On Monday, oil prices spiked after an attack on two Saudi facilities cut the kingdom's oil production by half; it also affected 5 percent of global supply. 

The coordinated attacks on Saturday left two refineries of state-owned oil giant Saudi Aramco in flames. The price of international benchmark Brent crude posted its "biggest intra-day percentage gain since the Gulf War in 1991," according to Reuters. The price surged $12 in just the first few minutes - a 20 percent jump - reaching $71.95 per barrel at one point. 

However, prices went back down after U.S. President Donald Trump authorized the release of U.S. reserves to guarantee stable supply.

Saudi Arabia is the world's biggest oil exporter and the recent attacks slashed output by 5.7 million barrels per day. The latest OPEC figures reveal that total Saudi production was previously at 9.8 million barrels per day.

Saudi Aramco has not yet given a timeline for the resumption of full output, according to Reuters. 

Source: Sky News

The attacks targeted Abqaiq, the largest oil processing plant run by Aramco, as well as the Khurais oilfield. 

U.S. President Trump's administration blamed Iran for the attacks, though the latter has denied all claims. Houthi rebels in Yemen previously claimed responsibility for the attacks. However, U.S. Secretary of State Mike Pompeo said the strikes came from Iran and that there was "no evidence the attacks came from Yemen." According to CNN, a source with knowledge said preliminary indications show the attacks originated from Iraq. 

On Sunday, Saudi Arabia's newly appointed Energy Minister Prince Abdulaziz bin Salman said Aramco "is currently working to recover the lost quantities" of oil. 

"These attacks are not only aimed at the vital installations of the kingdom, but also on the global oil supply and its security, and thus pose a threat to the global economy," he said, according to CNN.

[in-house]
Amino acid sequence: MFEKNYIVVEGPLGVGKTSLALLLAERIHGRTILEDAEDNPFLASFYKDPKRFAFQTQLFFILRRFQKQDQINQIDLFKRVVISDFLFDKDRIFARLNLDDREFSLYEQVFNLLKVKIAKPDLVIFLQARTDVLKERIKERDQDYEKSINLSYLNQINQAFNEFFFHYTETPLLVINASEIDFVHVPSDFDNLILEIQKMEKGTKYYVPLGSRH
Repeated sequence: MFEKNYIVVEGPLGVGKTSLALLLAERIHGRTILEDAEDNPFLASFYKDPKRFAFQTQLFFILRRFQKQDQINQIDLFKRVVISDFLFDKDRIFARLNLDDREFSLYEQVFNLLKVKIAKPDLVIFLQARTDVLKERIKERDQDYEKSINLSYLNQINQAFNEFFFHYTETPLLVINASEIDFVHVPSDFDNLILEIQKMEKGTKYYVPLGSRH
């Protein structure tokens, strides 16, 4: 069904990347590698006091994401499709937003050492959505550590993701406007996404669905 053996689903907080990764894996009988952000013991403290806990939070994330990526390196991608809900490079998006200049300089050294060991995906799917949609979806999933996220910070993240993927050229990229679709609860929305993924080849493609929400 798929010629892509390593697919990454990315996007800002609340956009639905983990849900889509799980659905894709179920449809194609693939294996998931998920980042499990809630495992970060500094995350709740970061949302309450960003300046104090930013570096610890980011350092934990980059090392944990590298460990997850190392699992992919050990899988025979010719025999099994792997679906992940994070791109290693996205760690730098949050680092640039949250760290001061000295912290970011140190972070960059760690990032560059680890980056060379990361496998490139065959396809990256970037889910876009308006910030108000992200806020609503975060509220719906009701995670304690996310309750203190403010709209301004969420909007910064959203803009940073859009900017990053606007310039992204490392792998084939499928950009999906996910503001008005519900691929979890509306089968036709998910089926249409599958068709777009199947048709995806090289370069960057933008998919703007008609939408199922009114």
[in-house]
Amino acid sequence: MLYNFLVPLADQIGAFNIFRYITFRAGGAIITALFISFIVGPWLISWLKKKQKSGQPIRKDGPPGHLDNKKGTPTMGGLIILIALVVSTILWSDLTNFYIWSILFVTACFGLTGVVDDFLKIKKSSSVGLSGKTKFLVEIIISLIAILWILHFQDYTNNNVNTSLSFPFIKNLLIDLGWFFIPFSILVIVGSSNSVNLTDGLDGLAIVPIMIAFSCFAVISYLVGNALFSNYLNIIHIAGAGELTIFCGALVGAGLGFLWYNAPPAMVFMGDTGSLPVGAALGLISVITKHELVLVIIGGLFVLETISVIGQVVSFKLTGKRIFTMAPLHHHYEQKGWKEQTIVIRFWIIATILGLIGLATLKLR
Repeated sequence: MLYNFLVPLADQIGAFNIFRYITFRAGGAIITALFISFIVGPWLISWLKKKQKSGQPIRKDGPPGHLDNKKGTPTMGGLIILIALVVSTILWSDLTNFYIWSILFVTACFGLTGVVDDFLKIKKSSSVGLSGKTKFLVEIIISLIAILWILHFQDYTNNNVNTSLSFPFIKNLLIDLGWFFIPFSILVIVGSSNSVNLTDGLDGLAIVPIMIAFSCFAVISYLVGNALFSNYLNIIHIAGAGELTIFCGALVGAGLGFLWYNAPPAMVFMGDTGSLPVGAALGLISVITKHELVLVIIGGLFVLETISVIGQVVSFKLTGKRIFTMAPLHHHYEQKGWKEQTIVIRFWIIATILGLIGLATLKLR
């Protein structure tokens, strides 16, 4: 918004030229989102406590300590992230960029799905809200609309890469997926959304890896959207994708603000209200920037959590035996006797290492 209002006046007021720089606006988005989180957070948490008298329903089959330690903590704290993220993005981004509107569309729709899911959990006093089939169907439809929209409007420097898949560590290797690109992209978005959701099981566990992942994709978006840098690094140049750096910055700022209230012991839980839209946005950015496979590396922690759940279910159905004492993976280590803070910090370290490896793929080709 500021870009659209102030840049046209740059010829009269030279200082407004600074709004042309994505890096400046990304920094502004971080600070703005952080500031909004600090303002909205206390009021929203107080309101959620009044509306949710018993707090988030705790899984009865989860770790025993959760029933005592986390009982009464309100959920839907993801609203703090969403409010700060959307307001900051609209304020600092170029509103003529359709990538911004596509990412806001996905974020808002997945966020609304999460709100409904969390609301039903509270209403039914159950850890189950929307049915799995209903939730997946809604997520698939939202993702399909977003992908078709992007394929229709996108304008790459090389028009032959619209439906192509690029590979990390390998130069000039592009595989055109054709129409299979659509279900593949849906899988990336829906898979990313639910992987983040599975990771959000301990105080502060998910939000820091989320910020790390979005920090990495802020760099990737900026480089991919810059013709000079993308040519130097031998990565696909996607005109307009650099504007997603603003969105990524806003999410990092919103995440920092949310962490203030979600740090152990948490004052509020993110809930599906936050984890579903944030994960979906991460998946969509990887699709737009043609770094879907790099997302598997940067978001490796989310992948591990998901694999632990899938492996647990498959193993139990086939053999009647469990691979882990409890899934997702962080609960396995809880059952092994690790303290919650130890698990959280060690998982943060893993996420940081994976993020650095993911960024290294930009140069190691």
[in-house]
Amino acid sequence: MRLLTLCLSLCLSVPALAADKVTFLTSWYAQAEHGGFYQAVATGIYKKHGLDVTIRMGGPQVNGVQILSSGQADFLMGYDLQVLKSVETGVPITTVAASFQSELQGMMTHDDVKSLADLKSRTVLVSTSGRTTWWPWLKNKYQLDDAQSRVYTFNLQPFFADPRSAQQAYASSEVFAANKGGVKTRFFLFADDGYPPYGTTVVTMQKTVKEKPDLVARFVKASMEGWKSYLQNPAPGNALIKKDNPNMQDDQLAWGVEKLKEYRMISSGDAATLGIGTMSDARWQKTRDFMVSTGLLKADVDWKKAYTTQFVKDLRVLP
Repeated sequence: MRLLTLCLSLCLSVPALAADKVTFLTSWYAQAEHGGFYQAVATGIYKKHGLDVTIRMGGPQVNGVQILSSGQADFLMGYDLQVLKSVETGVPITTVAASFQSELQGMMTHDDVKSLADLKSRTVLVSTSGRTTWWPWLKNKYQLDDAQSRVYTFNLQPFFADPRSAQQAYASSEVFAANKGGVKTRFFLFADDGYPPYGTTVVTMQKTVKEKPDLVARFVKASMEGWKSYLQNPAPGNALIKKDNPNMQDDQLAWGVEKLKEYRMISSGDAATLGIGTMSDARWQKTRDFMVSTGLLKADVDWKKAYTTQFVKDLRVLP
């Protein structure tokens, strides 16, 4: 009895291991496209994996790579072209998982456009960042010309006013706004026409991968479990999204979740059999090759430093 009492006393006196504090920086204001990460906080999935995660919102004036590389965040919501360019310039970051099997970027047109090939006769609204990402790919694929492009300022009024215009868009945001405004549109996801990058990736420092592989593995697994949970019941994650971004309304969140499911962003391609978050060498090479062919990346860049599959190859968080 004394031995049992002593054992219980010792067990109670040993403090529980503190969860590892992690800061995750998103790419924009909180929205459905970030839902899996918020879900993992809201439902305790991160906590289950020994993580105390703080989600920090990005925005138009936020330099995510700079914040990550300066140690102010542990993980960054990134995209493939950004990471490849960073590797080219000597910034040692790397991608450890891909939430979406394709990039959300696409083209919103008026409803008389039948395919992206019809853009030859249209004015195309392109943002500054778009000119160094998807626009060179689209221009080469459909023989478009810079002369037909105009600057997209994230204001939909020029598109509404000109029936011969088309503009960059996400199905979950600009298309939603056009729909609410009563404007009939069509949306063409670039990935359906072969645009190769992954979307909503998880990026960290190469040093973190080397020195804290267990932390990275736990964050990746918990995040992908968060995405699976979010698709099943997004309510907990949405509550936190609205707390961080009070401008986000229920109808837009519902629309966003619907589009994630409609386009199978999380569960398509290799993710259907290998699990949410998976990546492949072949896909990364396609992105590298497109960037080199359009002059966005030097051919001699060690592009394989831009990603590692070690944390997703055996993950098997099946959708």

The attacks come amid the kingdom's plans to take Saudi Aramco public. If it all goes as planned, it would be the world's biggest IPO (Initial Public Offering). 

It's been more than three years since Saudi Arabia announced its plans for a potential IPO of Aramco. Since then, the planned listing has been delayed multiple times, but it seems as though the plans may actually fall through very soon. According to sources who spoke to Bloomberg in August, the public offering is scheduled to take place as early as 2020.

Back in August, Saudi Aramco disclosed its financial data for the first half of the financial year, revealing that its profits have dropped 12 percent due to weaker global oil prices. Despite a drop in profits, Saudi Aramco still maintains its position as the world's most profitable company. The company admitted that its profits dropped down to $46.9 billion during the first six months of 2019. 

Just last week, the kingdom replaced its energy minister and the chairman of Aramco. Former energy minister Khalid Al-Falih was replaced by Prince Abdulaziz bin Salman bin Abdulaziz al-Saud, a member of the kingdom's royal family. To be more specific, the newly appointed energy minister is King Salman's son and a veteran oil expert. The kingdom is more hopeful now as the newly appointed minister is known for cutting deals and negotiations with OPEC. 

Low oil prices have hit the Saudi economy hard, forcing the kingdom to cut subsidies and strive to diversify its oil-reliant economy. A 2016 report suggested the kingdom will fall into an economic recession in 2017 for the first time since 1999. Although 2017 turned out better than experts had expected, the kingdom still ran a deficit, forcing it to dig deep into its massive foreign reserves.

An IPO, the first time the stock of a private company is offered to the public, is meant to be a step forward for the kingdom. Saudi Arabia's Crown Prince Mohammed bin Salman's Vision 2030 has been pushing for major economic reforms in the kingdom, and the announcement of the partial sale of Aramco is just one part of that transformative plan.